The decades-long acceptance of cannabis that Amsterdam once had may come to an end after its government is considering placing a ban on the public consumption of cannabis and other soft drugs around popular tourist areas.
On Thursday, Amsterdam Mayor Femke Halsema wrote a letter to the city council mentioning that the municipality has received a lot of complaints from nearby businesses and residents about excessive crowds and nuisances caused by tourism. Residents report having issues sleeping and are overall worried about their quality of life and safety.
The cannabis ban could start this May if approved and will only cover the De Wallen area which includes the Red Light District.
Halsema said implementation of the ban is complex but the city will be enforcing the changes and violations will be addressed as much as possible.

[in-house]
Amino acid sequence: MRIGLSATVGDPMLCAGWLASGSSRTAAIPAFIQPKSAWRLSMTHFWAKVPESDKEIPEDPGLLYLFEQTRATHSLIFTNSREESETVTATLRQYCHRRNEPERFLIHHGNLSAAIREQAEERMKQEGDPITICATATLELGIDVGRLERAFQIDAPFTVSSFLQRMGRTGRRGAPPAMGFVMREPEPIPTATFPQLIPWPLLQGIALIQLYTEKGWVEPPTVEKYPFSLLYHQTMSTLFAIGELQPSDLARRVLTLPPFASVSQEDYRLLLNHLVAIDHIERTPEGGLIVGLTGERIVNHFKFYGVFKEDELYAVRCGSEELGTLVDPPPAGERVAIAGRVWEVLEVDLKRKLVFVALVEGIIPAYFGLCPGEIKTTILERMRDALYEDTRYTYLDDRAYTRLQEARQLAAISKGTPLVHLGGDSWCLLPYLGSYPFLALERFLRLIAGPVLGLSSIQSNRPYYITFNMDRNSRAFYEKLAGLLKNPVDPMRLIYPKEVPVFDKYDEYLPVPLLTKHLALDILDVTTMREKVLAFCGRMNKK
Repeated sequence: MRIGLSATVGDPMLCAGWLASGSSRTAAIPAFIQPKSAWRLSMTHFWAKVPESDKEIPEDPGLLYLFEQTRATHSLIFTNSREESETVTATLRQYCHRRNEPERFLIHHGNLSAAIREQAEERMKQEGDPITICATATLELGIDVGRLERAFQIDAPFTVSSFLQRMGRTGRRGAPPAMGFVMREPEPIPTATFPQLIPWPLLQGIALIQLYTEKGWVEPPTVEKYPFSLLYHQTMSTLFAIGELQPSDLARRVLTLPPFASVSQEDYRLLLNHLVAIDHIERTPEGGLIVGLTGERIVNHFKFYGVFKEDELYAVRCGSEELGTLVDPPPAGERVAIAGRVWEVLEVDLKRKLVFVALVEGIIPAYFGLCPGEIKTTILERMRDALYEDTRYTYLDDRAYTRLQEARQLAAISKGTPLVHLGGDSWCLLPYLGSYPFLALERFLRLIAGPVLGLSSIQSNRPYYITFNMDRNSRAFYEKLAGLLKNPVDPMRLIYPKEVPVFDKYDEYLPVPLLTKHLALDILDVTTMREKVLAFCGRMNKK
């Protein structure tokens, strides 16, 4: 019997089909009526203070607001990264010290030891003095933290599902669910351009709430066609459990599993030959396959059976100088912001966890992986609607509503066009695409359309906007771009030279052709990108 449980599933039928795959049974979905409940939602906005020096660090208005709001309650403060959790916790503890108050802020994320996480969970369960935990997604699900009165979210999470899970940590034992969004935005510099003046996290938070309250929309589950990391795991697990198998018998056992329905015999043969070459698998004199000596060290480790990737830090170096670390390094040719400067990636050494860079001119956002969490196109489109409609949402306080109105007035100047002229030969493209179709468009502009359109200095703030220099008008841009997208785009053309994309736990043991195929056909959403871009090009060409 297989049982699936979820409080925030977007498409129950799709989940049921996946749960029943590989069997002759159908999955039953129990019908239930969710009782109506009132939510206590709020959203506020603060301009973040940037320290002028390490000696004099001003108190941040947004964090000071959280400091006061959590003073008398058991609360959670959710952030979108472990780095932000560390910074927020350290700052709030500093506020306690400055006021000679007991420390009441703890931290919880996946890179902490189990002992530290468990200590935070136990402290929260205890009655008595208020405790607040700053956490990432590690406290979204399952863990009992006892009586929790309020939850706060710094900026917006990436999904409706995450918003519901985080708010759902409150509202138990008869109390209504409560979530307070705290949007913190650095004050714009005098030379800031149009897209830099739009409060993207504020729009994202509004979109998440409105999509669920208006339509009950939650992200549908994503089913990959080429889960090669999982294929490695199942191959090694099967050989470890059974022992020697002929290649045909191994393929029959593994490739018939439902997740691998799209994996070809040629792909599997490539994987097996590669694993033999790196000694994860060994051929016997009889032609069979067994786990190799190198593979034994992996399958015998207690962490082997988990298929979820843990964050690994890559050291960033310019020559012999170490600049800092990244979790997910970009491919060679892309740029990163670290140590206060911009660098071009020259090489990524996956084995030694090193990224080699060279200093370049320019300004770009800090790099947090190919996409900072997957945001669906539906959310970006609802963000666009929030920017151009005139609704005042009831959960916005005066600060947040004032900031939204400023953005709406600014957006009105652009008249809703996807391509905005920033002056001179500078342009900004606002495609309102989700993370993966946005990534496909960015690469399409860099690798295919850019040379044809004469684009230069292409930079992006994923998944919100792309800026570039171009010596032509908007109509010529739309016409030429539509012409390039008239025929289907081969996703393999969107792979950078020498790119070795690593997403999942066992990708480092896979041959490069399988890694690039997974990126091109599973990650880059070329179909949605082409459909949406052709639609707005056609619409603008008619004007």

“As an enforcement line, it has been agreed that violations will be addressed as much as possible, repeated warnings will be issued and excesses will only be verbalized. Where possible, joint enforcement actions will be carried out,” she wrote in the letter.
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The municipality will look into whether a ban on soft drug sales from 4 p.m.-1 a.m. from Thursday to Sunday is feasible and enforceable. If the ban is not enough to ease the locals’ nuisances, the city will examine if smoking on coffee shop terraces can be banned.
The local government is also wanting to tackle and remove street dealers and has placed signs for tourists warning them about illegal sales. Last year, the city also tightened alcohol sales and closing times for sex services.
The windows in the Red Light District and some sex services can stay open until 6 a.m. on weekends but the city wants to limit that to 3 a.m. starting in April. Also, restaurants, cafes, and sex businesses where food and beverages are served would have to close by 2 a.m. on the weekends, instead of 3 a.m. or 4 a.m.